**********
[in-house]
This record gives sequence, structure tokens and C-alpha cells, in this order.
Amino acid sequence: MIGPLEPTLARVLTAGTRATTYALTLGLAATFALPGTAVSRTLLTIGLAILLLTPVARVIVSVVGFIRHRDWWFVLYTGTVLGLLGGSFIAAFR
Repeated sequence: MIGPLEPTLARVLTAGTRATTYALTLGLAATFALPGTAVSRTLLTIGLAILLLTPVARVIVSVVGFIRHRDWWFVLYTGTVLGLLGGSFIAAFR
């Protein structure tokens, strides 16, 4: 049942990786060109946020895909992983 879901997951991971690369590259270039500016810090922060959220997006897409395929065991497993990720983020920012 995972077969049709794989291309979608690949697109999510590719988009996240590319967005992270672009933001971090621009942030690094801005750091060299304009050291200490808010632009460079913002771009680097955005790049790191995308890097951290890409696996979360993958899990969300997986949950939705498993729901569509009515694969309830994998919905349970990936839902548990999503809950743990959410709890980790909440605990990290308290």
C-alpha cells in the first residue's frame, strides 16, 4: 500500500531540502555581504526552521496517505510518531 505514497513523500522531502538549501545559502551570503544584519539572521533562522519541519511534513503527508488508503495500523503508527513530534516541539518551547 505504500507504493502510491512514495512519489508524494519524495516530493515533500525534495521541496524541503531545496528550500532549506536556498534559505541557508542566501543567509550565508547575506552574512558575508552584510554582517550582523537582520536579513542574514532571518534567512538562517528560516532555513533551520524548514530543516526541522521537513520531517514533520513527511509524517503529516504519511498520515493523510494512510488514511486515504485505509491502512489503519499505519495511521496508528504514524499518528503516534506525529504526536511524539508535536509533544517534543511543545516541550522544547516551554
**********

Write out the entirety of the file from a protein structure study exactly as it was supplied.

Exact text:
[in-house]
This record gives sequence, structure tokens and C-alpha cells, in this order.
Amino acid sequence: MIGPLEPTLARVLTAGTRATTYALTLGLAATFALPGTAVSRTLLTIGLAILLLTPVARVIVSVVGFIRHRDWWFVLYTGTVLGLLGGSFIAAFR
Repeated sequence: MIGPLEPTLARVLTAGTRATTYALTLGLAATFALPGTAVSRTLLTIGLAILLLTPVARVIVSVVGFIRHRDWWFVLYTGTVLGLLGGSFIAAFR
């Protein structure tokens, strides 16, 4: 049942990786060109946020895909992983 879901997951991971690369590259270039500016810090922060959220997006897409395929065991497993990720983020920012 995972077969049709794989291309979608690949697109999510590719988009996240590319967005992270672009933001971090621009942030690094801005750091060299304009050291200490808010632009460079913002771009680097955005790049790191995308890097951290890409696996979360993958899990969300997986949950939705498993729901569509009515694969309830994998919905349970990936839902548990999503809950743990959410709890980790909440605990990290308290």
C-alpha cells in the first residue's frame, strides 16, 4: 500500500531540502555581504526552521496517505510518531 505514497513523500522531502538549501545559502551570503544584519539572521533562522519541519511534513503527508488508503495500523503508527513530534516541539518551547 505504500507504493502510491512514495512519489508524494519524495516530493515533500525534495521541496524541503531545496528550500532549506536556498534559505541557508542566501543567509550565508547575506552574512558575508552584510554582517550582523537582520536579513542574514532571518534567512538562517528560516532555513533551520524548514530543516526541522521537513520531517514533520513527511509524517503529516504519511498520515493523510494512510488514511486515504485505509491502512489503519499505519495511521496508528504514524499518528503516534506525529504526536511524539508535536509533544517534543511543545516541550522544547516551554